Building and working with the outcomes of the Energy Efficient Mortgages Pilot Scheme, EeDaPP aims to design the first European framework that focusses on capturing quantitative data on an asset-level: allowing for in depth analysis across transactions, originators and jurisdictions on both performance and data quality.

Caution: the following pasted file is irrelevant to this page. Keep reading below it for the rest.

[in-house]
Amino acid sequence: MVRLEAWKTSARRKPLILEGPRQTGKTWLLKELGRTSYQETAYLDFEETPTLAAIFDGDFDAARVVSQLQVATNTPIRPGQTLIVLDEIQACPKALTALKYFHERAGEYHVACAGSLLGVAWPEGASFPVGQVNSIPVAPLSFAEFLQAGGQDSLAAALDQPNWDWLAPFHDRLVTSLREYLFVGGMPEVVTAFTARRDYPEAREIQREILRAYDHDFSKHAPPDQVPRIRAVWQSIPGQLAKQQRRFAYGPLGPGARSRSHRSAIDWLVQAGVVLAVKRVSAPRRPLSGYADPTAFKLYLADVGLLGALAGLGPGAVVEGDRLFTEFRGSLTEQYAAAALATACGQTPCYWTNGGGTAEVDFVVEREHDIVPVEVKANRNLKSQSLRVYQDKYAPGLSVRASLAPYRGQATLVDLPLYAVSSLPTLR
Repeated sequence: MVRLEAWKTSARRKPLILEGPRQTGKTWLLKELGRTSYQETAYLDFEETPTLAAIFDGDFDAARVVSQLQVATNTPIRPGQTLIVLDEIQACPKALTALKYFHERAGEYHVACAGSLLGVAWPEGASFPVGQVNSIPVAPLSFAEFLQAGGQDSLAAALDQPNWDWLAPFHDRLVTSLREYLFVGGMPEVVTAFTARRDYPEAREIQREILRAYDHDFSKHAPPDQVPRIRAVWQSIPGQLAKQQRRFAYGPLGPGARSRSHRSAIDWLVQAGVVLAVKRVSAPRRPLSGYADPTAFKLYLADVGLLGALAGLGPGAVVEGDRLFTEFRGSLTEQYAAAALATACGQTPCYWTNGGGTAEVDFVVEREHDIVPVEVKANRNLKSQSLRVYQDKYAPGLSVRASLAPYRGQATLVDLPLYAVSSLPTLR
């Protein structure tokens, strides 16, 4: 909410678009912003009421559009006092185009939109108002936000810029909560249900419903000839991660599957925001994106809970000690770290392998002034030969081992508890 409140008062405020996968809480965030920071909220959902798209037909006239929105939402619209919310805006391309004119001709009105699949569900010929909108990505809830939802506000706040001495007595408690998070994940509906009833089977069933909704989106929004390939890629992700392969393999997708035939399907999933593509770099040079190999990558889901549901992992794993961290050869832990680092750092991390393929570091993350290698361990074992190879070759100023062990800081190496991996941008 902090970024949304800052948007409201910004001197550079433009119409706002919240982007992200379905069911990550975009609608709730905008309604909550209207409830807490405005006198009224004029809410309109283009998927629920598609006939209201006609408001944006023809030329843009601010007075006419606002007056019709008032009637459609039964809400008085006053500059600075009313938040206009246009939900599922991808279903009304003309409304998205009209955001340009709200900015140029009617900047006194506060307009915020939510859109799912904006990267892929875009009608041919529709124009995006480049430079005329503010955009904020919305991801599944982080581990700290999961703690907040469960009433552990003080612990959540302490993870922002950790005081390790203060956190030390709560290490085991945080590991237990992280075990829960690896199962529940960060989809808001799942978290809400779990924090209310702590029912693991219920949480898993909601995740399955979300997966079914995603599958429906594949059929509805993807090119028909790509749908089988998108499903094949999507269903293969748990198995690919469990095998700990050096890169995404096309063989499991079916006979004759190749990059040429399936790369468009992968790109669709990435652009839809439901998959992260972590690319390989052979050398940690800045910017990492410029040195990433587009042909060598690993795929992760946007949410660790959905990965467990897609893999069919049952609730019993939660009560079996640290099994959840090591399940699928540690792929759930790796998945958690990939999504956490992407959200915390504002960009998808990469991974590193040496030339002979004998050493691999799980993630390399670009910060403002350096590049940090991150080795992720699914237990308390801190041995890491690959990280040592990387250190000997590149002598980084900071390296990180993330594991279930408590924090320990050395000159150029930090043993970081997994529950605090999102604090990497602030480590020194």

Mortgage lending is a very data driven venture. The overall market has benefited greatly from the disclosure initiatives introduced in the last couple of years by the European Central Bank with the RMBS loan level data template) and the EMF-ECBC with the establishment of the Covered Bond Label and the underlying National and Harmonised Transparency Template (NTT&HTT). The more widespread public availability of loan level data and standardised (investor) reports is a clear example of transparency and a push for more due diligence by market participants. Likewise, the Bank of England and Prime Collateralised Securities (PCS) have contributed to the establishment of standardised data templates and data requirements on their side. Managing a mortgage portfolio is affected by an abundance of reporting, disclosure, audit and retention rules affecting the reporting process. From Hypoport’s perspective we often see pitfalls here: 1) overlapping disclosure requirements and 2) supervision by multiple (national and supra-national) regulators. The increase in regulation can potentially result in inconsistent disclosure requirements and increased costs. The EeDaPP Initiative will therefore perform a comprehensive analysis on the current state of the available and forthcoming voluntary and involuntary mortgage reporting initiatives will be undertaken.